An early morning midstream specimen should be collected. Send entire specimen. Multiple specimens over several days may be required to obtain a positive specimen. Due to contamination and deterioration, 24 hour urine specimens are NOT acceptable. Keep specimen refrigerated until transport.

BLOOD

Specimens should be collected in Isolator tubes available from the kit room of this laboratory on request. Check expiration date prior to drawing blood. Store tubes at room temperature. Transport the same day of collection.

FLUIDS

Body fluids (spinal, pleural, pericardial, synovial, ascitic, blood, pus, and bone marrow) must be aseptically collected and submitted in sterile containers. Keep refrigerated until transport.

TISSUE

Any tissue to be cultured must be collected aseptically into sterile a container without fixatives or preservatives. If the specimen may dry, add sterile saline to keep moist. Do not place tissue specimen for culture into formalin. Keep refrigerated until transport.

ISOLATES OR CULTURES FOR IDENTIFICATION AND/OR SUSCEPTIBILITY

Isolates should be submitted as pure, fresh subcultures on Middlebrook 7H10 or Lowenstein-Jensen media whenever possible. Include preliminary identification on the test requisition. If referral to CDC is likely or specifically requested, a completed CDC dash form must accompany the specimen.

TESTS

This laboratory utilizes the Bactec MGIT 960 TB System for detection of AFB in specimens, and performance of susceptibility testing.

Rapid identification from grown cultures (broth or grown isolates) is performed using the Genprobe DNA Accuprobe and/or HPLC.

Conventional susceptibilities only apply to M. kansasii, M. xenopi and M. marinum isolatesor as backup for M. tubrculosis.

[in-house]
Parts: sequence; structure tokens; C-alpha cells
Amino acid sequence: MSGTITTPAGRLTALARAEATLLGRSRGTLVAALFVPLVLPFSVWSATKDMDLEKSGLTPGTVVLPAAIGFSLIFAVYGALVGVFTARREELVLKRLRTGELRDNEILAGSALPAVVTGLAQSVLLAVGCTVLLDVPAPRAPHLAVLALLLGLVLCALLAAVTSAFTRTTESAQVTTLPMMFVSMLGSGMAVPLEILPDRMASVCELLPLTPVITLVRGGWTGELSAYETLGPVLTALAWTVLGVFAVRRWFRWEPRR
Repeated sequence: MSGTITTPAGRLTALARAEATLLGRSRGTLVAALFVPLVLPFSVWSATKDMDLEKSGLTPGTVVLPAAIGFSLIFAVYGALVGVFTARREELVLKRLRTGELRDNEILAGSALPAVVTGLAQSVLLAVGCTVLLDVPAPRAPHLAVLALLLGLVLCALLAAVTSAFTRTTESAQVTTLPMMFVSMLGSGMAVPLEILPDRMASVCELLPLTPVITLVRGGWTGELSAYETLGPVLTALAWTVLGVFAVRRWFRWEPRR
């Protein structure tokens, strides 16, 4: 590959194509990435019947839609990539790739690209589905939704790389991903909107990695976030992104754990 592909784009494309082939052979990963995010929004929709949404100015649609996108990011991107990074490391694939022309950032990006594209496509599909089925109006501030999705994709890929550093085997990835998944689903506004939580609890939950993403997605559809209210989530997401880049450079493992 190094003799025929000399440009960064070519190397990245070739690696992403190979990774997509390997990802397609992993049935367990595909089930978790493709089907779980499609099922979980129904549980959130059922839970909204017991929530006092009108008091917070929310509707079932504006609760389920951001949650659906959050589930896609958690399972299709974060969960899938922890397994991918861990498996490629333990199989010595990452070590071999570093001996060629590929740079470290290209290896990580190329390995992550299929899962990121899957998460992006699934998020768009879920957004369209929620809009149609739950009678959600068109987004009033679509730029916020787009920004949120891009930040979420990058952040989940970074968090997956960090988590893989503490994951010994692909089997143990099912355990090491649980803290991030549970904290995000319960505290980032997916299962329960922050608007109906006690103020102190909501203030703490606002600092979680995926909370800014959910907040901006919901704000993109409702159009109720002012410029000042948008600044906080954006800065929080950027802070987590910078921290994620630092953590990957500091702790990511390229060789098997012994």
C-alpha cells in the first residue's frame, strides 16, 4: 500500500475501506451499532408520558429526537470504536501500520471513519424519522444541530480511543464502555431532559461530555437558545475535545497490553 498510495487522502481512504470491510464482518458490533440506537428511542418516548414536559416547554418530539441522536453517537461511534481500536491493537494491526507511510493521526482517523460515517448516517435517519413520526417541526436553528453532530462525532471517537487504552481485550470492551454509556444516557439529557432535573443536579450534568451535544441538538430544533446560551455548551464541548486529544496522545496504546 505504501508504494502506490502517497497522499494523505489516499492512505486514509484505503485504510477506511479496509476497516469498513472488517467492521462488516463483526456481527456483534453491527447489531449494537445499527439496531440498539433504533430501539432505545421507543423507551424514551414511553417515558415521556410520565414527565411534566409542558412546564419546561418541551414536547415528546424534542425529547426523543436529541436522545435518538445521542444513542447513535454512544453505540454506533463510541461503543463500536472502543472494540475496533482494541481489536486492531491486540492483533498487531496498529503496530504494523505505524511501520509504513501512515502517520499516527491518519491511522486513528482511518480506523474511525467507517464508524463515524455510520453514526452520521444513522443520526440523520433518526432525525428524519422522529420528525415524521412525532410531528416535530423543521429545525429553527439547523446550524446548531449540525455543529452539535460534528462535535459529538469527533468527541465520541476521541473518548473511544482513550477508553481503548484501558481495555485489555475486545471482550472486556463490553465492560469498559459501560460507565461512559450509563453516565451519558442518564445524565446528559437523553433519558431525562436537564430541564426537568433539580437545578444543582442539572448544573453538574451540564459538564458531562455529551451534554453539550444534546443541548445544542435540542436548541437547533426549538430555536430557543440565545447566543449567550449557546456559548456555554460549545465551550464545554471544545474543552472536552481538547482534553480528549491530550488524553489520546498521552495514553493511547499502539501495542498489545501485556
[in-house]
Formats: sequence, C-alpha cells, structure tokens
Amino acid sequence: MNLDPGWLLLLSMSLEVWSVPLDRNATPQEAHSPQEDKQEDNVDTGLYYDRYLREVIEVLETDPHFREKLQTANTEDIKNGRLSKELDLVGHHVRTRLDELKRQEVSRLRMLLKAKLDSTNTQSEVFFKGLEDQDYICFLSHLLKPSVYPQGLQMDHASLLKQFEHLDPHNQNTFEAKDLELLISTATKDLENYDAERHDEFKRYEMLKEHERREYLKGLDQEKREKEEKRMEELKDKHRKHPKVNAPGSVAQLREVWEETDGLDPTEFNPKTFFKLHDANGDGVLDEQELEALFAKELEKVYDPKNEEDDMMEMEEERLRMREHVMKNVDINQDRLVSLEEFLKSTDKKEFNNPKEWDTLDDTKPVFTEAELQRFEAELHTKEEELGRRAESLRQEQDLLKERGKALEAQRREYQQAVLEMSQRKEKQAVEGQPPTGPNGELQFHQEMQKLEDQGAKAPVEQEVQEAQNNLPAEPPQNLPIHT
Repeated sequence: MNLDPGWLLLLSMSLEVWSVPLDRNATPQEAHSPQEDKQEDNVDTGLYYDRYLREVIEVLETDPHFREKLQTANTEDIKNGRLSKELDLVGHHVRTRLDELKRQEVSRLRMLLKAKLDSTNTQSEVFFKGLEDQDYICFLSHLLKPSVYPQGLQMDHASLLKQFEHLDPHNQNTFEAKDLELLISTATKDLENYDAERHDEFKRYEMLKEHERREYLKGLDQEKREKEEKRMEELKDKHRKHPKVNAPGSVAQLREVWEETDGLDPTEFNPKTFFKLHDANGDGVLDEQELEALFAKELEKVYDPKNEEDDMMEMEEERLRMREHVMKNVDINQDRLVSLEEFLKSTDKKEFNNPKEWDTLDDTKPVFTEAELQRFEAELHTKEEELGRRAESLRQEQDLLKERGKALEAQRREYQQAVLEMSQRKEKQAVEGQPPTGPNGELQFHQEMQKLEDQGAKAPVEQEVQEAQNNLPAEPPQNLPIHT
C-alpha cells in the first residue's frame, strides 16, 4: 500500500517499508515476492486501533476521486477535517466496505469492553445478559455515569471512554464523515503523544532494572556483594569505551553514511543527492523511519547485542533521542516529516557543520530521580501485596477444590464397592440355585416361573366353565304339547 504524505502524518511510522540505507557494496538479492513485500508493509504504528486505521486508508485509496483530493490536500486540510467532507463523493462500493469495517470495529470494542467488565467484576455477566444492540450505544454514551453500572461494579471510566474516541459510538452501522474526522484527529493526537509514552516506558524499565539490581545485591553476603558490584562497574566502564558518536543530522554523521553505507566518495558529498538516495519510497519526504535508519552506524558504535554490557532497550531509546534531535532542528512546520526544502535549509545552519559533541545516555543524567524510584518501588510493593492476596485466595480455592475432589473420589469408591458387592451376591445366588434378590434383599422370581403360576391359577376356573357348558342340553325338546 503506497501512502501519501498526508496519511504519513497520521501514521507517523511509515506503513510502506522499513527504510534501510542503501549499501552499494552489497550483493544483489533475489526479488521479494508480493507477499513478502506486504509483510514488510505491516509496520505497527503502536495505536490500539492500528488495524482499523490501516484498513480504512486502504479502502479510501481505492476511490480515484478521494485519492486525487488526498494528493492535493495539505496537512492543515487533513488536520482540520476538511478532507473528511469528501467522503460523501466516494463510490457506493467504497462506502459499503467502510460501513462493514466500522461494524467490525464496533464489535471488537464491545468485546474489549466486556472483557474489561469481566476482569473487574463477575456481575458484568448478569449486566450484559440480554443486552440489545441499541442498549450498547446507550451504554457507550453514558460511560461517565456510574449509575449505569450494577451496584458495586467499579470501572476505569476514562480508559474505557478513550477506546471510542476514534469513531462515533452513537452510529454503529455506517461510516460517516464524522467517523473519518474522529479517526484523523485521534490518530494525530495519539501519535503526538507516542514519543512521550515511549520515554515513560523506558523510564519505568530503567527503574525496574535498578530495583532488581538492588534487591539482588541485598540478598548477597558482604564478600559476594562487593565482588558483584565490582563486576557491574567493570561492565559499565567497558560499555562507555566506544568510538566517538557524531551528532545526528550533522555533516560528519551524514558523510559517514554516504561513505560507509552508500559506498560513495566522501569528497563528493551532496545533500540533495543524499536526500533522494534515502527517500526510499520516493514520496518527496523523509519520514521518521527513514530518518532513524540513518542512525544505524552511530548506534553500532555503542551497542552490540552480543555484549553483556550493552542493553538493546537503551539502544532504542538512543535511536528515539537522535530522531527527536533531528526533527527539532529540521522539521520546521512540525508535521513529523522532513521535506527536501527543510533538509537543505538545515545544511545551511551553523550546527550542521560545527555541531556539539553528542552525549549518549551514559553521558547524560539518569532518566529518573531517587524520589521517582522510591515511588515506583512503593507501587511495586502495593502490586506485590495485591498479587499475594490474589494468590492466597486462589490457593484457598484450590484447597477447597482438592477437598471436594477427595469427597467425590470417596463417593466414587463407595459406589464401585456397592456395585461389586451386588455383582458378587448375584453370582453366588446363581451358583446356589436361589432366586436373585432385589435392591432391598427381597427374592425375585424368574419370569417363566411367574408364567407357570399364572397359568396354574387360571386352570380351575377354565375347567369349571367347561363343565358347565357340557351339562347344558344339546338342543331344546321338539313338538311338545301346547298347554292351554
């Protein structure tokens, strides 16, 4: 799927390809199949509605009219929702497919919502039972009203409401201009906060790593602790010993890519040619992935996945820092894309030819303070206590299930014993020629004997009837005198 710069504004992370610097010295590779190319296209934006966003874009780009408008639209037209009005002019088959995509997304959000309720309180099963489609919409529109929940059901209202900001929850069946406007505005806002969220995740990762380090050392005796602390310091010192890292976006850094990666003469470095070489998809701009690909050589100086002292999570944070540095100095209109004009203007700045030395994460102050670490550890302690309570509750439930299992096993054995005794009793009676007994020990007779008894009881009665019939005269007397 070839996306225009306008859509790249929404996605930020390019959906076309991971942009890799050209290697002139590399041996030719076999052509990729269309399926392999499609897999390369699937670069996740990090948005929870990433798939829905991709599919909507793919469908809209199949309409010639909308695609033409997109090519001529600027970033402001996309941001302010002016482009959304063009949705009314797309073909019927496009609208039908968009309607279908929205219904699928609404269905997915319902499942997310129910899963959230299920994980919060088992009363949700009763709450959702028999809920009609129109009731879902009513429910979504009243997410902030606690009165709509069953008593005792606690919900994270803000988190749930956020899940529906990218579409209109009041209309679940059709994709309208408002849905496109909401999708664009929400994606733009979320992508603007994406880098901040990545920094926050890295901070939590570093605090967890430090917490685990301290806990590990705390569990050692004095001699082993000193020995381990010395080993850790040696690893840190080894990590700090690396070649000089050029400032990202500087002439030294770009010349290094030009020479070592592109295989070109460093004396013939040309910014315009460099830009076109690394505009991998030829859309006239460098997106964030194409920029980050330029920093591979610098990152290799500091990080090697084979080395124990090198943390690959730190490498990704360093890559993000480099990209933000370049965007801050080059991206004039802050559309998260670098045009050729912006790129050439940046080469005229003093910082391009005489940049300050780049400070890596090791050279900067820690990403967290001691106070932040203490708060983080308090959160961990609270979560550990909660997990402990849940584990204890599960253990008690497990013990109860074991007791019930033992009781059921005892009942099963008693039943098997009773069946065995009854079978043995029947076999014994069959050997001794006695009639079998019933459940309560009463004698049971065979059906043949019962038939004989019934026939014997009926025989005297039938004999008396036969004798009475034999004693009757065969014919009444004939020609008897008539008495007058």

Primary drug susceptibility testing: Streptomycin, Isoniazid, Rifampin, Ethambutol, PZA, is performed at DPHL when warranted. Secondary drug panels are referred to CDC when warranted or requested.

Mycobacterium Tuberculosis Direct "MTD": Amplified Genetic probe technology to detect the presence of M.tuberculosis complex directly from respiratory specimens may be sent to another laboratory.

Tests requiring further specialized techniques can be referred to CDC or National Jewish Center.

RESULTS

In keeping with CDC recommendations to decrease the spread of M. tuberculosis, this laboratory provides AFB results as follows:

  1. Fluorescent acid fast stain on original specimen: <24 hours from receipt in laboratory.
  2. Identification of M. tuberculosis from culture: As soon as possible, but within 14-21 days from specimen receipt.
  3. Susceptibility results for M. tuberculosis: As soon as possible, but within 15-30 days of specimen receipt.

NOTE: All positives will be called the same day of detection.

REJECTION


Samples will be rejected if they are:

  • Unlabeled - All specimens MUST have a unique patient identifier.
  • Have No Collection Date Indicated
  • Insufficient in Quantity - No specimen received, no specimen in container, or insufficient specimen to perform testing.
    • Sputums containing less than 2 mL of sample
    • Urines with less than 40 mL volume
  • Damaged - Specimen leaked or broken in transit.
  • Too Old - Samples greater than 3 days old are unreliable specimens for testing.
  • Contaminated - Isolates or subcultures will be rejected if unable to isolate test organism.